The 4-H Ontario Ambassador program provides youth with advanced level training in leadership, citizenship, communications and public relations. Ambassadors put their energy and 4-H experiences to work recruiting new members and sharing the 4-H story. Throughout 2016, each of 4-H Ontario’s six Ambassadors will submit blog entries about their experiences in the program. The 4-H Ontario Ambassador program is proudly sponsored by GROWMARK, Inc. and UPI Energy LP. For more info on the Ambassador program click here. To book an Ambassador for you event please complete the request form.

Submitted by Logan Emiry, 4-H Ontario Youth Ambassador from Sudbury 4-H Association

Everything I Need to Know in Life I Learned at 4-H

4-H is full of life lessons. Lessons can be found everywhere in the 4-H program, not only from 4-H clubs like life skills clubs, sewing and cooking clubs. Some lessons come from 4-H camps or trips. Others come from leaders and fellow members. But most importantly every lesson is valuable and can be applied to life! Here are my favourites that I use every single day:

Enjoy everything and dance in the rain

4-H trips, exchanges and events can come with lots of ups and downs. 4-H has taught me that no matter what comes my way I can overcome it with a positive attitude! On my second 4-H exchange to Alberta learning to deal with tough situations and bad weather was key. Learning to dance in the rain made me lifelong friends and some great memories too!

Stepping out of your comfort zone leads to personal growth

4-H camp is one of the best places to try something new. My experience at Future Leaders in Action this year was proof of that. I spent my week stepping out of my comfort zone while encouraging others to do the same. With such a supportive group behind me it was easy to grow as a leader. I strive to step out of my comfort zone every single day and help others to do the same!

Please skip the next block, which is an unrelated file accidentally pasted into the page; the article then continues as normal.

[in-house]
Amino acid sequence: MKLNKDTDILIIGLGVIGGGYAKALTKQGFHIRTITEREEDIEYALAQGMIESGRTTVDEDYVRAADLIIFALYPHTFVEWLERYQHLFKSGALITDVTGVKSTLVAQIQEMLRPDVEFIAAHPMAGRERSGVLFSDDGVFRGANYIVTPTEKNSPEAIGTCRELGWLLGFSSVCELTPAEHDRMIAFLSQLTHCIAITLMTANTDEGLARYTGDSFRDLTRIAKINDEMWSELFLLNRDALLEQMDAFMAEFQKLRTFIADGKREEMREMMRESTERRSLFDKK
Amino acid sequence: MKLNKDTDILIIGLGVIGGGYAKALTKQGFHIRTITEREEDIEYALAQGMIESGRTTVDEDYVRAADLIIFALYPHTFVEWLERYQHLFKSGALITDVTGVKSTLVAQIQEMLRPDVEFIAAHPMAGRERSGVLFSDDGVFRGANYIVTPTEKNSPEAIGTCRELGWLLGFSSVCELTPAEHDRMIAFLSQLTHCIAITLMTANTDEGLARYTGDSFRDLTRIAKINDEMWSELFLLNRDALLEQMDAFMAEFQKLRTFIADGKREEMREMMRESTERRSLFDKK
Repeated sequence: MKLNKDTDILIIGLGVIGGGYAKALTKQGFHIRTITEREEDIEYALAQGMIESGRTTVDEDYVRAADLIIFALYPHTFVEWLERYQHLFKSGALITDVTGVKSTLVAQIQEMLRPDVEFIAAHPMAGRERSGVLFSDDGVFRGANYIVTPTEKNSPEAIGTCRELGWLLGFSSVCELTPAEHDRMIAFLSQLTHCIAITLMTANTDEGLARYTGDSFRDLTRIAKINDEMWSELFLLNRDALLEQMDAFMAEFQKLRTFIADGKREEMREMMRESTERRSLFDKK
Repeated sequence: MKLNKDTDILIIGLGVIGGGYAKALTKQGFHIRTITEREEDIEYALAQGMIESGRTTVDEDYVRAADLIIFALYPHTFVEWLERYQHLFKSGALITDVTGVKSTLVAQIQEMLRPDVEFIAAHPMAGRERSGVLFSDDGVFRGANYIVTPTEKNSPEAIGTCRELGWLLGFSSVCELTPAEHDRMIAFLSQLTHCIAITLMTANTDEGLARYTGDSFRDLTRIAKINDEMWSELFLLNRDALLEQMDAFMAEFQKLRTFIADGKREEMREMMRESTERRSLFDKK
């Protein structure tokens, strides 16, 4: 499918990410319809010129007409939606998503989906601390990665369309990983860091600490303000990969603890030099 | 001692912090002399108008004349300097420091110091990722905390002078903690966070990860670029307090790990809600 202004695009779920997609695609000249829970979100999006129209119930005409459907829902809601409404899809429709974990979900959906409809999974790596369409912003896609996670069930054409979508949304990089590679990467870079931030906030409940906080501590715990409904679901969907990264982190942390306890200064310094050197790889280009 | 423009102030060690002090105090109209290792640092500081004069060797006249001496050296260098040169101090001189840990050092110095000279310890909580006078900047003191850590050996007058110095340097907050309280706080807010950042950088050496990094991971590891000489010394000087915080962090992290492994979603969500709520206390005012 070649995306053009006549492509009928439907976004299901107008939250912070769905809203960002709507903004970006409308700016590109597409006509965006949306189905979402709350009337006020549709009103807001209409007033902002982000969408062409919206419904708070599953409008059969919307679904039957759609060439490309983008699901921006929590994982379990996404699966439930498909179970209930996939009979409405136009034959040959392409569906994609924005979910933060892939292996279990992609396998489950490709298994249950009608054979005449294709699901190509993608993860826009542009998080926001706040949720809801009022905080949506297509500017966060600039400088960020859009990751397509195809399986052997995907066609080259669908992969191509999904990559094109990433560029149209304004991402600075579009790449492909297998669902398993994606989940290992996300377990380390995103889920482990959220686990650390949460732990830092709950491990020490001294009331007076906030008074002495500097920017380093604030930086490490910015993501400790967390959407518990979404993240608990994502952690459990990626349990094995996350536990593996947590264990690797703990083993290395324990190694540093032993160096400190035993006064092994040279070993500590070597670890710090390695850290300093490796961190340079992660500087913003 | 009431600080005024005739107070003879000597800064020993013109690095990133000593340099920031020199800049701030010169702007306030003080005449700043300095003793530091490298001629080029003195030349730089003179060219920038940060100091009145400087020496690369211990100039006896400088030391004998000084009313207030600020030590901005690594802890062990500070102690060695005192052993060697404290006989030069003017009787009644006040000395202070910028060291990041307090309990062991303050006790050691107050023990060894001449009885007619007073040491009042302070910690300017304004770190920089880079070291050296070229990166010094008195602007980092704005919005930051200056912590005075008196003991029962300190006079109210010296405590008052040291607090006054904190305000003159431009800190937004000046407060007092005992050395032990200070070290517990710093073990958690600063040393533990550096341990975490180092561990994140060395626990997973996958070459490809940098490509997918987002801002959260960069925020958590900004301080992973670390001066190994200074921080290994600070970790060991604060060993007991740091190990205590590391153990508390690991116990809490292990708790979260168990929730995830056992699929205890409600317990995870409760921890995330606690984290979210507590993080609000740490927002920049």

Act enthusiastic and you’ll be enthusiastic!

One of my favourite 4-H lessons ever comes from Provincial Leadership Camp. 4-H camp was so much fun and the friends I made at camp was an awesome experience. PLC inspired me to be a happy and energetic person every single day! I attempt to make every 4-H club, event and activity day as fun as PLC with my enthusiasm! Just remember to act enthusiastic and you’ll be enthusiastic!

Try new things and meet new people

4-H has given me so many opportunities to try new things, travel new places and meet great people all along the way! Through these experiences I have learned the more you try the more you learn and the more fun you have! Meeting great people has given me connections across my province, country and across the world. Meeting people is my favourite part of 4-H and you get to hear all of their great experiences through 4-H. This year I am excited to continue my travels through 4-H travelling overseas to Ghana!

Always be prepared when going on bus trips

Going on 4-H exchanges or travelling to 4-H events means lots of bus trips. In my experience that has also meant lots of bus breakdowns unfortunately. On the bright side, I have learned from this poor luck and now am always prepared for bus trips. The best way to learn is by doing and I learnt quickly that having everything you need if your bus breaks down, blows a tire or can’t stop without restarting is very important!